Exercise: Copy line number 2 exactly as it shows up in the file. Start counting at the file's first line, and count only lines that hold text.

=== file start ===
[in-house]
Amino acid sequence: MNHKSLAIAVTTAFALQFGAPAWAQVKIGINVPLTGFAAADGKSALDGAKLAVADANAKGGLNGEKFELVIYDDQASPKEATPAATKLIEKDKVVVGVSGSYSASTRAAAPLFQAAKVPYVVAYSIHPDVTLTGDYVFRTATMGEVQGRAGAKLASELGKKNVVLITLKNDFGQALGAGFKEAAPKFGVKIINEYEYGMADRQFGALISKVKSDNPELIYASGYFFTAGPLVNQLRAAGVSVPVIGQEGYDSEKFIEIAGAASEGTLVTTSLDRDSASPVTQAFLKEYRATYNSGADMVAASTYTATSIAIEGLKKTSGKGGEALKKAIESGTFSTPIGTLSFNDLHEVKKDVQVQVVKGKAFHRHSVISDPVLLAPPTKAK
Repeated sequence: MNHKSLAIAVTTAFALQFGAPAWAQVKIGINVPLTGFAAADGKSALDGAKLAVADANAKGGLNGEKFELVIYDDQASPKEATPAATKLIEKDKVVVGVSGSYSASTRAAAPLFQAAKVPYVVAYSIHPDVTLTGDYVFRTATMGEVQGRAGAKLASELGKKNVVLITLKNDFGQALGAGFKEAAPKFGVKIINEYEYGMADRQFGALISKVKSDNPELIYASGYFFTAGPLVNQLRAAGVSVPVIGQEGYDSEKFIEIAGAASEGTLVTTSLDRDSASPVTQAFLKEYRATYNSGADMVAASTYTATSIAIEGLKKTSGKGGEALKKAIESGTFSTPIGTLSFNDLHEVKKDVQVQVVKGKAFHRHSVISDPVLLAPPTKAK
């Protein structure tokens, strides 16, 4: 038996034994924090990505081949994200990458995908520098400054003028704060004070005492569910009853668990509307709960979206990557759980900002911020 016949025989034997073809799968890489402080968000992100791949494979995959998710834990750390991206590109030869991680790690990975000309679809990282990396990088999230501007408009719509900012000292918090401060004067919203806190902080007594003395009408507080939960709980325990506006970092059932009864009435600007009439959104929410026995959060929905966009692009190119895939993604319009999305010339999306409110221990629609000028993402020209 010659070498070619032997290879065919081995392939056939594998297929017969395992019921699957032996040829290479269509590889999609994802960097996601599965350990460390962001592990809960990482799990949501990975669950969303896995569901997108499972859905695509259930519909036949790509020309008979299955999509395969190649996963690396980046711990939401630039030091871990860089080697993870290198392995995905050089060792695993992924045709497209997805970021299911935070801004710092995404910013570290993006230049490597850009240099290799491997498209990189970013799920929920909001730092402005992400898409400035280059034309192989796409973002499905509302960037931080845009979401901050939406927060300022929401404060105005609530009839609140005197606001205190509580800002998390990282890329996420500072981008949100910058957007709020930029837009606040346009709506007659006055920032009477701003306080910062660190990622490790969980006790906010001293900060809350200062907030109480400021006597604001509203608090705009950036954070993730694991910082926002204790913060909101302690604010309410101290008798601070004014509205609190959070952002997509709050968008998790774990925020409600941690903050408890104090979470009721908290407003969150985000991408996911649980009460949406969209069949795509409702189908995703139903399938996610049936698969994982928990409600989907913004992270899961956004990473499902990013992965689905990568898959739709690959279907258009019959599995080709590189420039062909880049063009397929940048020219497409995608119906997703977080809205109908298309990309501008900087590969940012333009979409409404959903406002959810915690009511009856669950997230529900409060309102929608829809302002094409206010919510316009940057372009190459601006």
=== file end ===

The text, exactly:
Amino acid sequence: MNHKSLAIAVTTAFALQFGAPAWAQVKIGINVPLTGFAAADGKSALDGAKLAVADANAKGGLNGEKFELVIYDDQASPKEATPAATKLIEKDKVVVGVSGSYSASTRAAAPLFQAAKVPYVVAYSIHPDVTLTGDYVFRTATMGEVQGRAGAKLASELGKKNVVLITLKNDFGQALGAGFKEAAPKFGVKIINEYEYGMADRQFGALISKVKSDNPELIYASGYFFTAGPLVNQLRAAGVSVPVIGQEGYDSEKFIEIAGAASEGTLVTTSLDRDSASPVTQAFLKEYRATYNSGADMVAASTYTATSIAIEGLKKTSGKGGEALKKAIESGTFSTPIGTLSFNDLHEVKKDVQVQVVKGKAFHRHSVISDPVLLAPPTKAK